For my write-up today of Frank Crusemann’s The Torah: Theology and Social History of Old Testament Law, I have three items:
1. On page 107, Crusemann states: “There probably was a Mosaically legitimized institution during the monarchic period that made a decisive contribution to the establishment of a legal system independent of the state and royalty.” In the post-exilic period, however, “Moses” was the rubric under which different traditions were united, the Torah could “survive all institutions”, and tradition could be renewed. But, regarding the pre-exilic monarchic period, “Moses” was used to legitimize a court system—which we see in II Chronicles 19 that King Jehosophat sanctioned, but which (according to Crusemann) was independent of the monarchy. It consisted of judges, priests, and heads of families, and there is evidence in the Deuteronomic law of its existence. Crusemann states on page 98 that this court spoke in the name of Moses and handled “the Israelite law originating ultimately from God” (page 98).
2. On pages 118-119, Crusemann talks about the scholarly argument that there are Deuteronomistic additions to Exodus 34, which contains the cultic Decalogue:
“This, of course, raises the question to what extent is it legitimate to use literary criticism on phrases and expressions like ‘take care that…’ simply because they are found only or predominantly in Deuteronomy or in deuteronomistic texts. This eliminates the possibility that this might be, for example, an early deuteronomistic text. What justification is there to regard phrases such as ‘jealous God’…which appears next to the unique ‘jealous YHWH’…in verse 14 as only an addition, because it is otherwise found only in Deuteronomy and the Decalogue? The stylistically impressive doubling in verse 14 is then destroyed. By what right do we exclude as deuteronomistic the formula already found in Hosea, ‘your God;’ or the designation, though not word-for-word at least present in substance in pre-deuteronomistic material, of another temple besides Jerusalem as ‘house of God?'”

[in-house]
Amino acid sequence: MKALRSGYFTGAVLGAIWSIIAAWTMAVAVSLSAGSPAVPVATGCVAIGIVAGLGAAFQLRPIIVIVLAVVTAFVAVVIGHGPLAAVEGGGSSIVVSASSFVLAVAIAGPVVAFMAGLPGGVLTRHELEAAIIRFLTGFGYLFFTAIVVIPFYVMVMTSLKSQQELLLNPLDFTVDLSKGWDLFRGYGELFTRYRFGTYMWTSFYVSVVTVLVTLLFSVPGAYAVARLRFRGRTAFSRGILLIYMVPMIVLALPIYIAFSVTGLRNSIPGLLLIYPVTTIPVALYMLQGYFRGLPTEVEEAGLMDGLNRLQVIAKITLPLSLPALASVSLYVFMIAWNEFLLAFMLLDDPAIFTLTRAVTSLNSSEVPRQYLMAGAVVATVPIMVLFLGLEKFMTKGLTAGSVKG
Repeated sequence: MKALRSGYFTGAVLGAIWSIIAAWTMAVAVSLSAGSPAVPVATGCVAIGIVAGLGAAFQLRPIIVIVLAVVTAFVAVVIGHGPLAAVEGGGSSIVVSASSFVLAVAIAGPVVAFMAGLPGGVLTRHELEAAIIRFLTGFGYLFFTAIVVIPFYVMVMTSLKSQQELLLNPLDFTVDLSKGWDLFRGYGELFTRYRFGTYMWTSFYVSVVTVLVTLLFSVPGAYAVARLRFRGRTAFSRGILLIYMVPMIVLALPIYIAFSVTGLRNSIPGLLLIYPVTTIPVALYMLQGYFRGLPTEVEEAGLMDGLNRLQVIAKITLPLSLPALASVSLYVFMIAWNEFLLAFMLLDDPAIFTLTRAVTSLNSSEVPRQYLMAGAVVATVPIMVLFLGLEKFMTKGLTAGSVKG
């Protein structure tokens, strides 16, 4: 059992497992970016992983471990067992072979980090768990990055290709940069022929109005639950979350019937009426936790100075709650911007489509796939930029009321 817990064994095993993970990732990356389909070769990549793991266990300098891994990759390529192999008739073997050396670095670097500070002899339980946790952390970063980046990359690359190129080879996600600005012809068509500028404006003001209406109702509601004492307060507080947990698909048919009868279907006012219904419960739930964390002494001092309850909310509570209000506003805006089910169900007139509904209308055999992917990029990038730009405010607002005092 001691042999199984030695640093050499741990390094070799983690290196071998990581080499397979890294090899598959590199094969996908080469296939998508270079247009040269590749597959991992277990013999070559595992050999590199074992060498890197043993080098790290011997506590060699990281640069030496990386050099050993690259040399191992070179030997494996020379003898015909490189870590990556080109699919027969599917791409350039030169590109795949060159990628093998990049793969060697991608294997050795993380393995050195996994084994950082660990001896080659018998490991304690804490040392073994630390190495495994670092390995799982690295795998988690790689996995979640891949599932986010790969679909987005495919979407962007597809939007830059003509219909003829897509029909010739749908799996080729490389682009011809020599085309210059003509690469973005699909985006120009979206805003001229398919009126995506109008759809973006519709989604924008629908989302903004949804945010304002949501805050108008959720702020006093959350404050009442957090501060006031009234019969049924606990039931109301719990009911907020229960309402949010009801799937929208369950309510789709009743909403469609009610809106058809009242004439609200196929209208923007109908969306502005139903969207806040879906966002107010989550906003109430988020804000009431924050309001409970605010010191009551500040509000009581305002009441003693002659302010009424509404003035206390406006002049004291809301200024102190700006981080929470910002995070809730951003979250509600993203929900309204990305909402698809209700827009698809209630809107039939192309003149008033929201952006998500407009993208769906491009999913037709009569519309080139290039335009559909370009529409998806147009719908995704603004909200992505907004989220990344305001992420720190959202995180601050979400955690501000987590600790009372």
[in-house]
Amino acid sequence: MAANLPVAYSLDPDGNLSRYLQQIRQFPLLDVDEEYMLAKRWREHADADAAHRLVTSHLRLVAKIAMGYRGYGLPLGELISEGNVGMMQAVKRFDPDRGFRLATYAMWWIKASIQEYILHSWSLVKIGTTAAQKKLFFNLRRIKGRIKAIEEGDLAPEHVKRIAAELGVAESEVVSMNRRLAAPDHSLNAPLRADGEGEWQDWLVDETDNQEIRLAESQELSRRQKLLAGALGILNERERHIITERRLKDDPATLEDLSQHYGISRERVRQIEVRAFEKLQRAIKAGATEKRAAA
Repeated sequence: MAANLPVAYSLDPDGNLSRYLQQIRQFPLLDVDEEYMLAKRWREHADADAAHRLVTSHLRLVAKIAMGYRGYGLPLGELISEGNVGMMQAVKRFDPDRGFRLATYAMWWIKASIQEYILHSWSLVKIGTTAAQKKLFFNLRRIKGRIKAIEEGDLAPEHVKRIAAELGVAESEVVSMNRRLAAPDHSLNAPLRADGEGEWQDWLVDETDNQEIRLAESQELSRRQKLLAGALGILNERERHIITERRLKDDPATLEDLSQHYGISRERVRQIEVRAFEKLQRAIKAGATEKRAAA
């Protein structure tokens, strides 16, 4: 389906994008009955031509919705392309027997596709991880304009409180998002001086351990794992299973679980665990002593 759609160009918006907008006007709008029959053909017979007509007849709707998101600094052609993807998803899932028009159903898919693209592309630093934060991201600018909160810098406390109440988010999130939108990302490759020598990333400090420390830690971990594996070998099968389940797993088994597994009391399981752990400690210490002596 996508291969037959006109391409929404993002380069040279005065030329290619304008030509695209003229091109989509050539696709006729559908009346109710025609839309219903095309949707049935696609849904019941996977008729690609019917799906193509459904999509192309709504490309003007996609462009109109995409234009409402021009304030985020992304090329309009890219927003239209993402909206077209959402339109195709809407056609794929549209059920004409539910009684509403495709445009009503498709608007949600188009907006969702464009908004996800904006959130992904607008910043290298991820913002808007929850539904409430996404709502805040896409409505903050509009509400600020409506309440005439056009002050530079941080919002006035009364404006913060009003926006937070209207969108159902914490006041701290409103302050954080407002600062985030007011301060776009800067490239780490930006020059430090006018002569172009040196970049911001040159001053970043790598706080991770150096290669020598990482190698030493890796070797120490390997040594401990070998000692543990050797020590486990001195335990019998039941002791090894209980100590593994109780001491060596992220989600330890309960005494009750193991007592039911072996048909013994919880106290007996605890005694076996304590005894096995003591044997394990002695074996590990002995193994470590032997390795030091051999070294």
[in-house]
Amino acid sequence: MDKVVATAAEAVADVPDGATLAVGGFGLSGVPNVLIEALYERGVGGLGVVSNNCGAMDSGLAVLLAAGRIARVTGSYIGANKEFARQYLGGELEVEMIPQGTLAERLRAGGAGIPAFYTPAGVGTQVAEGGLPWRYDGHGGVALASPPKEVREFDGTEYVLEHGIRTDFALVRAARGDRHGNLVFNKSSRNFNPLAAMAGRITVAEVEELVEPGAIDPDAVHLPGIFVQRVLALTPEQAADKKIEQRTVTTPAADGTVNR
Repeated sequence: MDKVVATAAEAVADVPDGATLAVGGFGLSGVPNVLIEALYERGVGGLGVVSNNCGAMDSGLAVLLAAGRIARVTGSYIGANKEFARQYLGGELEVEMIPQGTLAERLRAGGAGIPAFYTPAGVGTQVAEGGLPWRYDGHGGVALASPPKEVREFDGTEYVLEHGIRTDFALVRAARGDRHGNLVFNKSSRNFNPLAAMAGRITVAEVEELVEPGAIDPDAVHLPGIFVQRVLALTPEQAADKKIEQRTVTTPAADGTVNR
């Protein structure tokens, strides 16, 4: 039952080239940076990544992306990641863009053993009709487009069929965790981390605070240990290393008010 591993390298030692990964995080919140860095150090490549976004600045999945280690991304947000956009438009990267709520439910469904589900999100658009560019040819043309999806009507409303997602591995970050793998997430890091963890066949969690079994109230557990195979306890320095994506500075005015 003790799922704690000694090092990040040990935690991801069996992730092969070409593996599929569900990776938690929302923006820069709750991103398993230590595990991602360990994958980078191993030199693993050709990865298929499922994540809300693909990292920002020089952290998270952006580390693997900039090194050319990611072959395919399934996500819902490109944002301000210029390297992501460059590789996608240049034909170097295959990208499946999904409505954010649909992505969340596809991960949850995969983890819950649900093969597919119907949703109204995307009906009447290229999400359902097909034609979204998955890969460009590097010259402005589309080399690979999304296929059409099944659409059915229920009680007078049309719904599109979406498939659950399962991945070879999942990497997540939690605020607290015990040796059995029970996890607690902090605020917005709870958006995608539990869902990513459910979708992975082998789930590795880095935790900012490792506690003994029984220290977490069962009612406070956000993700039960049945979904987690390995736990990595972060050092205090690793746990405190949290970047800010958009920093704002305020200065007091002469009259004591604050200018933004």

Crusemann’s argument is that not everything that is identified as a Deuteronomistic addition to Exodus 34 necessarily is that, for the Deuteronomistic terminology either appears in non-Deuteronomistic material, or Crusemann can envision a non-Deuteronomist using it (i.e., “take care that”). But Crusemann is open to accepting v 25b as Deuteronomistic. That verse refers to a chag—a pilgrimage festival—which, for Crusemann, assumes a central cultic place, a significant feature of Deuteronomic and Deuteronomistic thought.
3. On pages 166-167, Crusemann states that the Mishpatim of the Covenant Code are the Jerusalem Court’s legal code and contain some of the unjust decrees that Isaiah in the eighth century lambasted in Isaiah 10:1-4. The Mishpatim presume debt slavery, allow fathers to sell their daughters, have marriage laws that could put people into permanent slavery (since a slave would have to stay with his master to keep his wife and children), and distinguish the free man with rights (the ish) from the slave. But there is another part of the Covenant Code, the mercy law, which concerns compassion for the aliens. This became an issue after 722, when Northern Israelites fled to Judah because the Assyrians devastated Northern Israel.